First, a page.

In the past four weeks, we’ve crossed the continent (covering 3,500 miles) in our black Camry.
On that crossing: We had dinner with a saintly, eighty-four year old, Jesuit priest in Portland, Oregon; we had high tea with a Japanese Buddhist. We stayed in the home of the eldest of eight siblings in a Mormon family, that traces its roots to the earliest in Salt Lake City. In Missouri, we broke bread and bared souls with a Unity minister–a woman whose heart and mind are as open as the roads we traversed across Nebraska.
In Louisville, Kentucky–we stayed in the home of the man who blew the conch shell that summoned guests to ‘Iokepa and my Hawaiian wedding, many years ago. In Charleston, West Virginia, we had deep and meaningful conversation with Southern Baptists of the mega-church variety.
Now, we are in Baltimore with my Jewish family for Mother’s Day.
Religion makes a difference; culture makes a difference–and well it should. ‘Iokepa Hanalei ‘Imaikalani would be the last to say otherwise. Return Voyage is about embracing and celebrating those differences.
Return Voyage is not–and never will be–evangelical. We convert no one. We assume: Each of us were born with our own answers, and that those answers require no more than awakening–not obliterating, under somebody else’s certainties.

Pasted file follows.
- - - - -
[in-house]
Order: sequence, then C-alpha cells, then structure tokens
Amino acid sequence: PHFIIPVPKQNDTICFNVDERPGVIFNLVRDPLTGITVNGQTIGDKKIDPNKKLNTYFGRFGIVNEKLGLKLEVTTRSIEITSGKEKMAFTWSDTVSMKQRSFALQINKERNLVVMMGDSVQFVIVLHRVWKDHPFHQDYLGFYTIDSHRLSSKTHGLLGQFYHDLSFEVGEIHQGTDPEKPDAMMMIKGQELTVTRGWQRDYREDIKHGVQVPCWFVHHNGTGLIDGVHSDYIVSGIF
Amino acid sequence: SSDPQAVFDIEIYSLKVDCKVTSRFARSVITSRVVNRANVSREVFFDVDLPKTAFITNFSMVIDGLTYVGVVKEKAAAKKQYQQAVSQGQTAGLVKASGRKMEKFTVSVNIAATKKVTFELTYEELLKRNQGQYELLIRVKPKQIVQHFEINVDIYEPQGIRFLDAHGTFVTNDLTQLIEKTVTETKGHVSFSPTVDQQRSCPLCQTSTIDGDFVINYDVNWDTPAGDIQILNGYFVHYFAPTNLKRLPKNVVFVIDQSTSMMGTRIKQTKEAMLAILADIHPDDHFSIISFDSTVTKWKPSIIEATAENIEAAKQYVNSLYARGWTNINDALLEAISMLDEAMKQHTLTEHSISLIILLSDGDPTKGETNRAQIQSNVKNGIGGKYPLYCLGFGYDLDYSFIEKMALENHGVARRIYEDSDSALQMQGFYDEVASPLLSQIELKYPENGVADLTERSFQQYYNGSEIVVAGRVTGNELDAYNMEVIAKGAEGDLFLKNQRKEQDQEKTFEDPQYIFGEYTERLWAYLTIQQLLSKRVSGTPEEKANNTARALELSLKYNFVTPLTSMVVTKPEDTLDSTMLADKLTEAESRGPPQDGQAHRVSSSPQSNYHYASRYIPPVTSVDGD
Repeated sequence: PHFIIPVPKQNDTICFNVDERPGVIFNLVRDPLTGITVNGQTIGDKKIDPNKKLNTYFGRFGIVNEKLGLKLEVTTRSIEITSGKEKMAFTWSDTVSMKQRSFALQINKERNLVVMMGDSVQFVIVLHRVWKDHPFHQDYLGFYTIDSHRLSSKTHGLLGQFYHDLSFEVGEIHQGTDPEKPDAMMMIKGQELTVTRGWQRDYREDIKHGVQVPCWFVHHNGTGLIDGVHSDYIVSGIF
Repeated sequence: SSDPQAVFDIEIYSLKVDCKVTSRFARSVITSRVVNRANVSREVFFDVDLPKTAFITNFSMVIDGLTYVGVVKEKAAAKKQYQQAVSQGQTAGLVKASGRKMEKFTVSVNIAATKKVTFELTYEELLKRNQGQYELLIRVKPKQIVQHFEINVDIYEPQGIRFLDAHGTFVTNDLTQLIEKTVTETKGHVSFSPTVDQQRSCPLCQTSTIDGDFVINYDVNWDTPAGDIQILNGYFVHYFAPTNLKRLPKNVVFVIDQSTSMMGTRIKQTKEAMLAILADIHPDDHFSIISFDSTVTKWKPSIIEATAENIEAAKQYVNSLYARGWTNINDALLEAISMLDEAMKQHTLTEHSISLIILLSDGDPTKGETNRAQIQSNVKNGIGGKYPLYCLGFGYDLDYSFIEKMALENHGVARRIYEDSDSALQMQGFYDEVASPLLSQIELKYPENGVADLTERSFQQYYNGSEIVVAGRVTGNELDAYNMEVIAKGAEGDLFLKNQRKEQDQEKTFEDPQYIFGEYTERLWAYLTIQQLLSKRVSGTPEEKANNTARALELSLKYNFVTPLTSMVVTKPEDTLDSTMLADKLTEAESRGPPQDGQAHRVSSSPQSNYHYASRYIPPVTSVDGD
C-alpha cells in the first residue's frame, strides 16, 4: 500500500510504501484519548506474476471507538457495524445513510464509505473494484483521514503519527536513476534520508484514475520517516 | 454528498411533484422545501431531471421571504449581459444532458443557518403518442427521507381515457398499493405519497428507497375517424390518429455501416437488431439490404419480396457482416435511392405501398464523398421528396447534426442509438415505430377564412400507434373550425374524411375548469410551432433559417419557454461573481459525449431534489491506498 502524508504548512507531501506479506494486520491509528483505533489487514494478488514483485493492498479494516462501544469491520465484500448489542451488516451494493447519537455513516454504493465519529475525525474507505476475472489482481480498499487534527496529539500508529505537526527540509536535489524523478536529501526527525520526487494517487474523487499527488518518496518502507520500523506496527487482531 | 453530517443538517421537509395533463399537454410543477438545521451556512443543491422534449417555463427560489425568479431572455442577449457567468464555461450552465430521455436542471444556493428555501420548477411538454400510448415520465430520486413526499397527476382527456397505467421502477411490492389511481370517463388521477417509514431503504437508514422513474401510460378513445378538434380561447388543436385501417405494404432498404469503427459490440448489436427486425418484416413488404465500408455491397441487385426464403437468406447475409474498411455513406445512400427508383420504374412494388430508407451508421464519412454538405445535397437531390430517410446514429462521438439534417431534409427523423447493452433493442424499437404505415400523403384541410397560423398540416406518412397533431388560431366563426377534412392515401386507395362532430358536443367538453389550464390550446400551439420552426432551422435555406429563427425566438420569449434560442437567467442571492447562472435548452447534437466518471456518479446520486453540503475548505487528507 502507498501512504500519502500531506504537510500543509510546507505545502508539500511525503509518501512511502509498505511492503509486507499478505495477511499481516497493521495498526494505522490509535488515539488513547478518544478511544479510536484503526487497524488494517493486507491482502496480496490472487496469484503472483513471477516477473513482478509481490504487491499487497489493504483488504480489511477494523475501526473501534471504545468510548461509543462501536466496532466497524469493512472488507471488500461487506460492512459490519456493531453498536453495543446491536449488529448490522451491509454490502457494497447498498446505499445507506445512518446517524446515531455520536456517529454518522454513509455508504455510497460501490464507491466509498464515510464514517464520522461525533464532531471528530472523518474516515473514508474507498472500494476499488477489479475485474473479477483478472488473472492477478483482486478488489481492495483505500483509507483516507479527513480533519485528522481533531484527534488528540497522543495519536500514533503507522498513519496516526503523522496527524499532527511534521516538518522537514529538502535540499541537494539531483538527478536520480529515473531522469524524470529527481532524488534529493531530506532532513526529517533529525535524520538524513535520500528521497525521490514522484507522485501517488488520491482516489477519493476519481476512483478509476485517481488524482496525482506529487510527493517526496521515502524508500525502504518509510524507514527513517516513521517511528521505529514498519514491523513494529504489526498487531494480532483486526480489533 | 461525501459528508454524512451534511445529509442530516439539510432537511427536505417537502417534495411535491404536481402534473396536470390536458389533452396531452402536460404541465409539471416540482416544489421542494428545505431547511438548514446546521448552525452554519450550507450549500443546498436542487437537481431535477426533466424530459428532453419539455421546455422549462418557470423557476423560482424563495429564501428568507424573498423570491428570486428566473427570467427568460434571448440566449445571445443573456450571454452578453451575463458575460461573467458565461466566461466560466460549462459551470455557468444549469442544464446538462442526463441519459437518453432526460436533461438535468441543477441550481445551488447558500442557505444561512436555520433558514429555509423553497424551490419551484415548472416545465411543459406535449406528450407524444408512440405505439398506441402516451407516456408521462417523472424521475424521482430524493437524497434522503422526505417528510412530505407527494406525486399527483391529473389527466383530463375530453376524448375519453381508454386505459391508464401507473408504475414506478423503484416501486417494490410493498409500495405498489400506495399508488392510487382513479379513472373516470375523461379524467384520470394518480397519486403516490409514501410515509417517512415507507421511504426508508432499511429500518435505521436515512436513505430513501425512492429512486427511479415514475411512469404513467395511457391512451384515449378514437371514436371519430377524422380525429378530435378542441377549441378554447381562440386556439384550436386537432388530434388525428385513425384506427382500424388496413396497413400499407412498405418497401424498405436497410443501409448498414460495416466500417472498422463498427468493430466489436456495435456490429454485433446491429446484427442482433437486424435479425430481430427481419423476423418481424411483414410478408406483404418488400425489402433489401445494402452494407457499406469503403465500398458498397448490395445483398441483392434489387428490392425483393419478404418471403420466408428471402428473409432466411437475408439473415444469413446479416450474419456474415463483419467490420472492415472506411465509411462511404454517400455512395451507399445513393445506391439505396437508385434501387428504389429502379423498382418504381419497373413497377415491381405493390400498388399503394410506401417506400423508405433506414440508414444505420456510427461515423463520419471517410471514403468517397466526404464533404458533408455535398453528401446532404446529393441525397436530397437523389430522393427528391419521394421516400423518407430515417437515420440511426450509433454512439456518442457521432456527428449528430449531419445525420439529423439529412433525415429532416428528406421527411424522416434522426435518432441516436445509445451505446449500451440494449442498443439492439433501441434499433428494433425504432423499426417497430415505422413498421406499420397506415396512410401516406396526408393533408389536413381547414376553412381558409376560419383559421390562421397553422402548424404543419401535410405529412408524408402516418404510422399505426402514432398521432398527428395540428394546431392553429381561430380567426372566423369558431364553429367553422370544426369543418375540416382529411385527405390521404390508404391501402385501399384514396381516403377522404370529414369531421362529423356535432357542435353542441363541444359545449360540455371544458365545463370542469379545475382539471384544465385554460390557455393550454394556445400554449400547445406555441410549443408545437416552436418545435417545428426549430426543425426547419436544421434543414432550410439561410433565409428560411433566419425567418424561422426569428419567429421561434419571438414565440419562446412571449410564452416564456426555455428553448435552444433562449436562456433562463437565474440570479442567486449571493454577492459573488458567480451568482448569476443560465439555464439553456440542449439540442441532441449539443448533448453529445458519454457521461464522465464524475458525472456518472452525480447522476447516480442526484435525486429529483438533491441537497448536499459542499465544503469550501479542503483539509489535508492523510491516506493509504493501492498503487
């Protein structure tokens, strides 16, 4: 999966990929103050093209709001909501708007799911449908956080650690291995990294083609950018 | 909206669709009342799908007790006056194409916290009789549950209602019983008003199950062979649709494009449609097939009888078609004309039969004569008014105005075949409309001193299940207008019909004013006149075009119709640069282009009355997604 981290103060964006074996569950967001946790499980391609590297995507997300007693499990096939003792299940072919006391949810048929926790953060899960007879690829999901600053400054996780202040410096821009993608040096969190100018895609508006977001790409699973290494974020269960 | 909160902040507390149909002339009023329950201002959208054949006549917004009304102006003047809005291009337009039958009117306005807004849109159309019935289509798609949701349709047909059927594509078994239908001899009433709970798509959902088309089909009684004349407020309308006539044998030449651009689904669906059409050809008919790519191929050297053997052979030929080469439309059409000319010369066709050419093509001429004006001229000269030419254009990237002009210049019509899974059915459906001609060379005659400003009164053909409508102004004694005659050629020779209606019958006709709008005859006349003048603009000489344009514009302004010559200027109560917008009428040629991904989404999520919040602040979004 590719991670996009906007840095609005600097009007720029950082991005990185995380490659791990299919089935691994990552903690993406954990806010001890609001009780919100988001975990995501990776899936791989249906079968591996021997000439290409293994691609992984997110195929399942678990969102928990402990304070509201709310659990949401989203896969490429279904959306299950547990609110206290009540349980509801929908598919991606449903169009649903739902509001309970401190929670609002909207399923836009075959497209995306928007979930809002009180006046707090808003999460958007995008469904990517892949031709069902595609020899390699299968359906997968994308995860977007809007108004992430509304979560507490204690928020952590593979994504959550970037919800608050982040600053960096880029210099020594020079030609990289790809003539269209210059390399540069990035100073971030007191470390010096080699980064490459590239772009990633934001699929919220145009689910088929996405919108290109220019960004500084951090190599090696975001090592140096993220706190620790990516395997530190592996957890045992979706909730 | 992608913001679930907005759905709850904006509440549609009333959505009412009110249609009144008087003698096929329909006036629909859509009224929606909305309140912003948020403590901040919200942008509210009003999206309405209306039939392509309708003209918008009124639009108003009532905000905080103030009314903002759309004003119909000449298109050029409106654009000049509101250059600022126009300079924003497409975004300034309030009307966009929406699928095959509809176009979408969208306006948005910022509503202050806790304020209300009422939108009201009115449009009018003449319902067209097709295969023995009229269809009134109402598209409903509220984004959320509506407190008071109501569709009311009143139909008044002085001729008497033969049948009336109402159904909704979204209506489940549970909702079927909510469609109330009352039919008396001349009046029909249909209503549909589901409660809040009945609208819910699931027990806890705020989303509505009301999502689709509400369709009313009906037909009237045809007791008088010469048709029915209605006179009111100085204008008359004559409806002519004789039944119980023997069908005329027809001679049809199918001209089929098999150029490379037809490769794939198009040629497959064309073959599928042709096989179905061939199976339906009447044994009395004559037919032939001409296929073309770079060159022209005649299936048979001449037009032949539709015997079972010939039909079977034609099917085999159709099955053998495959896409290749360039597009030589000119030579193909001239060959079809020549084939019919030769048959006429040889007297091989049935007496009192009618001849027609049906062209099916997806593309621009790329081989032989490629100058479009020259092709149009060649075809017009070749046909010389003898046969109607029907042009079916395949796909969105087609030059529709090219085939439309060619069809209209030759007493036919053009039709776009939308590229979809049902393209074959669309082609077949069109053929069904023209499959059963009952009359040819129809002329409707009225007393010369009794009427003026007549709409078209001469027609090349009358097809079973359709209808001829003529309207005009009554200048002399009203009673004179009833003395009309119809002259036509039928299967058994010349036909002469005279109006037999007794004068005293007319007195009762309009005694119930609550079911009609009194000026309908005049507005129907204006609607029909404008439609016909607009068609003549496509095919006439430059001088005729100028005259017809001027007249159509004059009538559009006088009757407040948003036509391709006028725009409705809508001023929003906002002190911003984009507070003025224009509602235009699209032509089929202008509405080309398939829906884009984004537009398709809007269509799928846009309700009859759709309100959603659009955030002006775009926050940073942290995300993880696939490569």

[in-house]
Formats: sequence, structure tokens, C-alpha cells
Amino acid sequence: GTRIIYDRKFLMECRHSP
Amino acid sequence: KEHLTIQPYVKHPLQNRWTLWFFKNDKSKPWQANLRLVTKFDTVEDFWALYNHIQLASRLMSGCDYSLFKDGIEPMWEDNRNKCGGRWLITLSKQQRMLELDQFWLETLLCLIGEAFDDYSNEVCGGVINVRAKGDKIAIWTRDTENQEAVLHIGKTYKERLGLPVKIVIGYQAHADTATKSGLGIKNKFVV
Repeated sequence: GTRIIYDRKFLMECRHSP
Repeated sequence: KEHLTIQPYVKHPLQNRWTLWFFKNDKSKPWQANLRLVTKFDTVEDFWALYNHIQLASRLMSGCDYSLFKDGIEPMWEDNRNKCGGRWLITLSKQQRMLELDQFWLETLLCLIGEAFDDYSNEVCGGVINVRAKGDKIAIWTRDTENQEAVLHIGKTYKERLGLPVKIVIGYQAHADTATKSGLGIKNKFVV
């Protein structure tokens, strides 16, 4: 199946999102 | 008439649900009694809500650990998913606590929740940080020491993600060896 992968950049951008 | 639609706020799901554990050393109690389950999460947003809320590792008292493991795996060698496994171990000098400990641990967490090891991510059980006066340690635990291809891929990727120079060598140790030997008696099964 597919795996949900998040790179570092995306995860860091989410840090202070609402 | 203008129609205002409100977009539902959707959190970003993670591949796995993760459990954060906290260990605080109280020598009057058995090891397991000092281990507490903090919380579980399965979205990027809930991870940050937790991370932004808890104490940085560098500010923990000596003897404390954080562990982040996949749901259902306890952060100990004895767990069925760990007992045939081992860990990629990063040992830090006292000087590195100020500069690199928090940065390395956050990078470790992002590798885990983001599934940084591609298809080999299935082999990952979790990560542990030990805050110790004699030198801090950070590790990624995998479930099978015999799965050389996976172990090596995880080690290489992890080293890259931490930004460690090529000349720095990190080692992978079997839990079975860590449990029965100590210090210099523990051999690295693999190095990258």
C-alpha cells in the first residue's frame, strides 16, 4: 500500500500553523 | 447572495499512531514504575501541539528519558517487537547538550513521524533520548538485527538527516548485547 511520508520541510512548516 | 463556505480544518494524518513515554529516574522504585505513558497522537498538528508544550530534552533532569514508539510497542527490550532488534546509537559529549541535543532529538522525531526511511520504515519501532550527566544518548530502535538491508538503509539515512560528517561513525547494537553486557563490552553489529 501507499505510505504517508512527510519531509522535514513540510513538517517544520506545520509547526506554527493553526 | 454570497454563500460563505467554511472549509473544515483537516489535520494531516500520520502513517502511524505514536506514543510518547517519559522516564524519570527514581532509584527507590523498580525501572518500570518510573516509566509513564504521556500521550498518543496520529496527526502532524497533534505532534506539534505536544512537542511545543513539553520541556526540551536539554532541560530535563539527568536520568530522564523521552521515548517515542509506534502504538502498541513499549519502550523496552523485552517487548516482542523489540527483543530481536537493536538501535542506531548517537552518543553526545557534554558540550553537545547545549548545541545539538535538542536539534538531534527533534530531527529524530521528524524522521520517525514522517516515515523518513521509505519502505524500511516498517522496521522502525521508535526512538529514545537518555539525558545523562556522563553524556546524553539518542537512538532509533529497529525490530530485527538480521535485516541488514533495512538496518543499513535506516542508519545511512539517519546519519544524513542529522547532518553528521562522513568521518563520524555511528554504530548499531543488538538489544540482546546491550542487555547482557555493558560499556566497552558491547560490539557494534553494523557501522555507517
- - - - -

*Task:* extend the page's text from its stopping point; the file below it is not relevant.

Some people encounter ‘Iokepa and Return Voyage with fear, and with suspicion: “What is this Native Hawaiian culture?” is the question spoken aloud, asserting doubt. The unspoken question is: “Does it threaten mine?”
The authentic Native Hawaiian culture threatens no one. Return Voyage doesn’t impose, doesn’t extract; does not have your answers. ‘Iokepa has said: “You don’t have to give up anything. This is about making you more of who you already are.”
The Native Hawaiian people have always been (perhaps, to the detriment of their own culture) about: Acceptance, inclusion. They were free of any and all judgment; they rejected war, hierarchy, sexism, racism. You get the picture. The Return Voyage is the reflection of that culture.
Fear–and it’s reactive judgment of the other–was the infection that that had to be injected by the very folks to whom ‘Iokepa’s ancestors opened their hands and hearts.
It would have been nice if when those first missionaries arrived in the 1820s; when the first capitalists came a generation later; and when the New Age gurus arrived more recently, they had accorded the Native Hawaiians the same privilege.
Respect does not seem to be too stringent a requirement.